How Are Insurance Companies Rated?


Quick Answer

An insurance company's credit rating is determined by independent rating agencies, including A.M. Best, Fitch, Moody’s and Standard & Poor’s, according to Investopedia. Each credit rating agency issues a rating based upon evaluation of a company's overall financial strength, which is defined as its ability to pay policyholders' claims.

Continue Reading
How Are Insurance Companies Rated?
Credit: pagadesign E+ Getty Images

Full Answer

Each rating agency uses an alphabetical rating scale, though each of the rating agencies uses a different rating system, according to the American Institute of Certified Public Accountants. Therefore, ratings can differ from one rating agency to another, making comparisons across agencies difficult. For example, explains Investopedia, A.M. Best's A+ (superior) is its second-best rating, whereas A+ (strong) is Fitch's fifth-best rating. Furthermore, each insurance company may consist of several subsidiary companies, each with its own credit rating.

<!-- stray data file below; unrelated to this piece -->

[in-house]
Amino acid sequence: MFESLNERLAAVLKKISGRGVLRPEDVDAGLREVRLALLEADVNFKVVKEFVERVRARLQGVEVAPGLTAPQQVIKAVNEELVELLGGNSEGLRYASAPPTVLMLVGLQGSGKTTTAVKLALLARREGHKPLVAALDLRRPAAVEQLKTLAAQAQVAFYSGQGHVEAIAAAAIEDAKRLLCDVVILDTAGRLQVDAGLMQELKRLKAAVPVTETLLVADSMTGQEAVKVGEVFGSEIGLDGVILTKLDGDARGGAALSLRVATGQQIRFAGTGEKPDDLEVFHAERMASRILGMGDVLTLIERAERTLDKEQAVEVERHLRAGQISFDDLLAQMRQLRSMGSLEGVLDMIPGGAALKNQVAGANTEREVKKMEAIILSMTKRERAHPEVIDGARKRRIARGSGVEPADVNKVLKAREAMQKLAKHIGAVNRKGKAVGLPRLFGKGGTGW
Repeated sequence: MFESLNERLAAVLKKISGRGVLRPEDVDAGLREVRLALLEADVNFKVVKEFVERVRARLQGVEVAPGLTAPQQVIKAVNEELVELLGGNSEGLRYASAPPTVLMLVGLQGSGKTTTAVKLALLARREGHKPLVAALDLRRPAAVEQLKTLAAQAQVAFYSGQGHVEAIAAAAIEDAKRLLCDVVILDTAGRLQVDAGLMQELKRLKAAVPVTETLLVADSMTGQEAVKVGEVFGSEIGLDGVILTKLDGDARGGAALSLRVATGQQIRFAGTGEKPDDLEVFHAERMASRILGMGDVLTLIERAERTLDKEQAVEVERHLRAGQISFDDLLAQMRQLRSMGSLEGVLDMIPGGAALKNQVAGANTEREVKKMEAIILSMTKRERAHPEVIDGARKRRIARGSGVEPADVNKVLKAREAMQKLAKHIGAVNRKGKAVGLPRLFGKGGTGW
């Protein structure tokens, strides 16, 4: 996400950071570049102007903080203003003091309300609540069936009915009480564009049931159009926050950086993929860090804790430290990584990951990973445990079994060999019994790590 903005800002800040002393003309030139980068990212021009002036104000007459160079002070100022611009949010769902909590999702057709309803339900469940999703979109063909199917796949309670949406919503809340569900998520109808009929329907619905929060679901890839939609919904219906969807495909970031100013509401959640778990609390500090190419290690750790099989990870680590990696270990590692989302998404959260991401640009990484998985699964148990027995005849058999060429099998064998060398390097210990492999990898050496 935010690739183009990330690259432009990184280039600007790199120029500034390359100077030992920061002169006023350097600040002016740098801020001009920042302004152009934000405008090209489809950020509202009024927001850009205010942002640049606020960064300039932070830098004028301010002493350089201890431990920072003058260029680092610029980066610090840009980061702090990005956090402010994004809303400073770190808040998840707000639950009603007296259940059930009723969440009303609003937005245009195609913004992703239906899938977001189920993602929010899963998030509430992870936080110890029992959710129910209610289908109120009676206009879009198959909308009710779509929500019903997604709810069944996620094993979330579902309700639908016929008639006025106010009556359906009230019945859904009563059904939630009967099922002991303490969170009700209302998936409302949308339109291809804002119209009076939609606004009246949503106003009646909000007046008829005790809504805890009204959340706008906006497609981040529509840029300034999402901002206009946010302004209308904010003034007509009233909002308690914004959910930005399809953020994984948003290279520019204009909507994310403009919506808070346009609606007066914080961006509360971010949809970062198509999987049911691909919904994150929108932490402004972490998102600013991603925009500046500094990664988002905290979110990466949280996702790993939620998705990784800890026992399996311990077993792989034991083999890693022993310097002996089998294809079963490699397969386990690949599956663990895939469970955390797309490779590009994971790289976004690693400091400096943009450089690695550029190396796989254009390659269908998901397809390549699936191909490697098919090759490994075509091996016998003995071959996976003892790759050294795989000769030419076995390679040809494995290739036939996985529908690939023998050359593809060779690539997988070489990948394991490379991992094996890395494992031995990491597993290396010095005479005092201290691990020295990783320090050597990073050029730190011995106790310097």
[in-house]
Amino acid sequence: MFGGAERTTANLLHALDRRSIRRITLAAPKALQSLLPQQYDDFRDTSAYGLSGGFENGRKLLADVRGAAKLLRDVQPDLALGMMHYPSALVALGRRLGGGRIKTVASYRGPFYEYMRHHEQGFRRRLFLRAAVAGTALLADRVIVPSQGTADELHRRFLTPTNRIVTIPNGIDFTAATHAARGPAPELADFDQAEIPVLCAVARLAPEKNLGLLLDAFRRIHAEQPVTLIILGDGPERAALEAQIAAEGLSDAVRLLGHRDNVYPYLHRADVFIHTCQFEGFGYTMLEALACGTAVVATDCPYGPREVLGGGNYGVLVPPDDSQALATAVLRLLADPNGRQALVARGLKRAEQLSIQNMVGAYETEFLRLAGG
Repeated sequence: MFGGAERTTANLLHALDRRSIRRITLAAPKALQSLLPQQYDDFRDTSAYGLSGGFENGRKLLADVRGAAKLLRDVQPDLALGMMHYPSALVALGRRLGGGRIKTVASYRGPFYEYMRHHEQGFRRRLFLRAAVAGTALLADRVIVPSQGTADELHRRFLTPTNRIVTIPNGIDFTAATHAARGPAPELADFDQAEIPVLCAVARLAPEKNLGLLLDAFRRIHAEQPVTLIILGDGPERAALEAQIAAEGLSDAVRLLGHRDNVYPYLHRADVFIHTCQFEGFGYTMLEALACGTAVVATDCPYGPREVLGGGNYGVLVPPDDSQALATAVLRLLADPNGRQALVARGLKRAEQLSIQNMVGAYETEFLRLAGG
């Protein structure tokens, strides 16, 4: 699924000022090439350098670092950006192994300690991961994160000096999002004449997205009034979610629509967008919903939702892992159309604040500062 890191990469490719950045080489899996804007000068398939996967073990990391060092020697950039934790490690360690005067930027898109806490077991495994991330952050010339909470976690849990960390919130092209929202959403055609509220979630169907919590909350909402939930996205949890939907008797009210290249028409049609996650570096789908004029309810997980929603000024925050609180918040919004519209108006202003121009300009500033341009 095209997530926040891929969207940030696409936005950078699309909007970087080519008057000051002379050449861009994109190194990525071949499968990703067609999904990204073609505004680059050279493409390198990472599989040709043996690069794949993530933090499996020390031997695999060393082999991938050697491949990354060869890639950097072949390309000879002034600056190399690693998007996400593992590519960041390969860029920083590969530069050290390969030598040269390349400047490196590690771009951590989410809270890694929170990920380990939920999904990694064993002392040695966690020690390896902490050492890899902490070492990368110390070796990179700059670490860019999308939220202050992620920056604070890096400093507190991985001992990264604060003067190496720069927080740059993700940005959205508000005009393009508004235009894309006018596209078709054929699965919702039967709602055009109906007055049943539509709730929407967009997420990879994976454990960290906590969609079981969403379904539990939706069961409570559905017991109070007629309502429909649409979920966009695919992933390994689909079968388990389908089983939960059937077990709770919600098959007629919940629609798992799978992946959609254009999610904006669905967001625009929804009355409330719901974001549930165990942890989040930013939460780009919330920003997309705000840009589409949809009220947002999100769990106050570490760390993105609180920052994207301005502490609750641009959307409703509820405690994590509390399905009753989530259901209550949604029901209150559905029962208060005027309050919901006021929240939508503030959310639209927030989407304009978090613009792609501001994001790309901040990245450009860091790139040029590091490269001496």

Consumers and investors can obtain credit rating information from several sources, explains the American Institute of Certified Public Accountants, including financial services magazines and other publications readily available at a public library, or from each rating agency's website or customer service department.

The rating agencies are overseen by the U.S. Securities and Exchange Commission, according to the commission. The SEC monitors and investigates the rating agencies to protect investors and users of credit ratings, to ensure that credit ratings are not influenced by conflicts of interest and to ensure the ratings' accuracy.

Learn more about Insurance
Related Videos

Related Questions